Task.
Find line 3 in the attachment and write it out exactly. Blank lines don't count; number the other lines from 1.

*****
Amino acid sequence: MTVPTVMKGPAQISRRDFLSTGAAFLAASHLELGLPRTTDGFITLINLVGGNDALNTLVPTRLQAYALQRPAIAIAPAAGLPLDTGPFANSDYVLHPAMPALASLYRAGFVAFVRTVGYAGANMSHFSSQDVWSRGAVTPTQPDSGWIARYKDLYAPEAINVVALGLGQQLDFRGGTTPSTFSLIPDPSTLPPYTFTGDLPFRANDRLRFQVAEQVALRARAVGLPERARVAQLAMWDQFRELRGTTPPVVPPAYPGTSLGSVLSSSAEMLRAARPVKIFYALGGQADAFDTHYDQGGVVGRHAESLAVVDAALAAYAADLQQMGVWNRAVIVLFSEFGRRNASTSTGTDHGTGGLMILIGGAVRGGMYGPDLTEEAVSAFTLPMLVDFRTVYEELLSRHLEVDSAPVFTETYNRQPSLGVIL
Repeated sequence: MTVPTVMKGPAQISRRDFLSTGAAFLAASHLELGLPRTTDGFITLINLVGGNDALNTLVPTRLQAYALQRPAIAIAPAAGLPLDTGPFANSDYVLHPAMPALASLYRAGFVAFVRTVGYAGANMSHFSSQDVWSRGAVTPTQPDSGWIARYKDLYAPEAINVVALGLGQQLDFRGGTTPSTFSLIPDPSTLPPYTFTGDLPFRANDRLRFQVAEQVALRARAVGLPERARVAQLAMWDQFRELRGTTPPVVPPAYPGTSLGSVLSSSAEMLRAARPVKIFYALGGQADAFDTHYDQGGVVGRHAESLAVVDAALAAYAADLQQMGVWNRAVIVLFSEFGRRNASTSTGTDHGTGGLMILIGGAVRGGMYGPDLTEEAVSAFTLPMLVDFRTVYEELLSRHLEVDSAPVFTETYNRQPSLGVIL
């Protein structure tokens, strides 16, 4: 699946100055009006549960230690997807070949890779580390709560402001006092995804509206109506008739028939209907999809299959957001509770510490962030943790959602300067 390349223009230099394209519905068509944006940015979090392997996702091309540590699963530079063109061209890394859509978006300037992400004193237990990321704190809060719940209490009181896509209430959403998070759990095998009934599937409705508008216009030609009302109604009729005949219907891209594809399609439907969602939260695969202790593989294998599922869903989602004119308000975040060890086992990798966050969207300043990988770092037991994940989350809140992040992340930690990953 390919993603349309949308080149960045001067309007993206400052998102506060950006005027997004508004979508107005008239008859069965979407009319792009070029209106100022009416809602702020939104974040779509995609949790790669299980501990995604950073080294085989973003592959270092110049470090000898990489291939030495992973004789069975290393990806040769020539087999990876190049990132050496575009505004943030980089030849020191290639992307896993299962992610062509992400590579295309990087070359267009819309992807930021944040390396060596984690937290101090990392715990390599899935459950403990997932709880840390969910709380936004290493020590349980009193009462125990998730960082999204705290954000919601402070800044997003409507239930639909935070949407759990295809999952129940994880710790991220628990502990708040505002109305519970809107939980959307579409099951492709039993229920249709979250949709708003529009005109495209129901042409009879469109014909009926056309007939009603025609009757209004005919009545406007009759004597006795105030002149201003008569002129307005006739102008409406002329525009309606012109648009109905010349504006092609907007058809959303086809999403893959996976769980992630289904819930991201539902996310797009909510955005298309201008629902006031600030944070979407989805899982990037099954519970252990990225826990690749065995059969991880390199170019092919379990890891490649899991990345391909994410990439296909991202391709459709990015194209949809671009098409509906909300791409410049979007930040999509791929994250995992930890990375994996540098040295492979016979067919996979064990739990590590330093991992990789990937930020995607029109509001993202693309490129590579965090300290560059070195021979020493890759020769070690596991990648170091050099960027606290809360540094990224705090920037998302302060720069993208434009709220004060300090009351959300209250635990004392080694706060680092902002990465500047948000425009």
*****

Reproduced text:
């Protein structure tokens, strides 16, 4: 699946100055009006549960230690997807070949890779580390709560402001006092995804509206109506008739028939209907999809299959957001509770510490962030943790959602300067 390349223009230099394209519905068509944006940015979090392997996702091309540590699963530079063109061209890394859509978006300037992400004193237990990321704190809060719940209490009181896509209430959403998070759990095998009934599937409705508008216009030609009302109604009729005949219907891209594809399609439907969602939260695969202790593989294998599922869903989602004119308000975040060890086992990798966050969207300043990988770092037991994940989350809140992040992340930690990953 390919993603349309949308080149960045001067309007993206400052998102506060950006005027997004508004979508107005008239008859069965979407009319792009070029209106100022009416809602702020939104974040779509995609949790790669299980501990995604950073080294085989973003592959270092110049470090000898990489291939030495992973004789069975290393990806040769020539087999990876190049990132050496575009505004943030980089030849020191290639992307896993299962992610062509992400590579295309990087070359267009819309992807930021944040390396060596984690937290101090990392715990390599899935459950403990997932709880840390969910709380936004290493020590349980009193009462125990998730960082999204705290954000919601402070800044997003409507239930639909935070949407759990295809999952129940994880710790991220628990502990708040505002109305519970809107939980959307579409099951492709039993229920249709979250949709708003529009005109495209129901042409009879469109014909009926056309007939009603025609009757209004005919009545406007009759004597006795105030002149201003008569002129307005006739102008409406002329525009309606012109648009109905010349504006092609907007058809959303086809999403893959996976769980992630289904819930991201539902996310797009909510955005298309201008629902006031600030944070979407989805899982990037099954519970252990990225826990690749065995059969991880390199170019092919379990890891490649899991990345391909994410990439296909991202391709459709990015194209949809671009098409509906909300791409410049979007930040999509791929994250995992930890990375994996540098040295492979016979067919996979064990739990590590330093991992990789990937930020995607029109509001993202693309490129590579965090300290560059070195021979020493890759020769070690596991990648170091050099960027606290809360540094990224705090920037998302302060720069993208434009709220004060300090009351959300209250635990004392080694706060680092902002990465500047948000425009």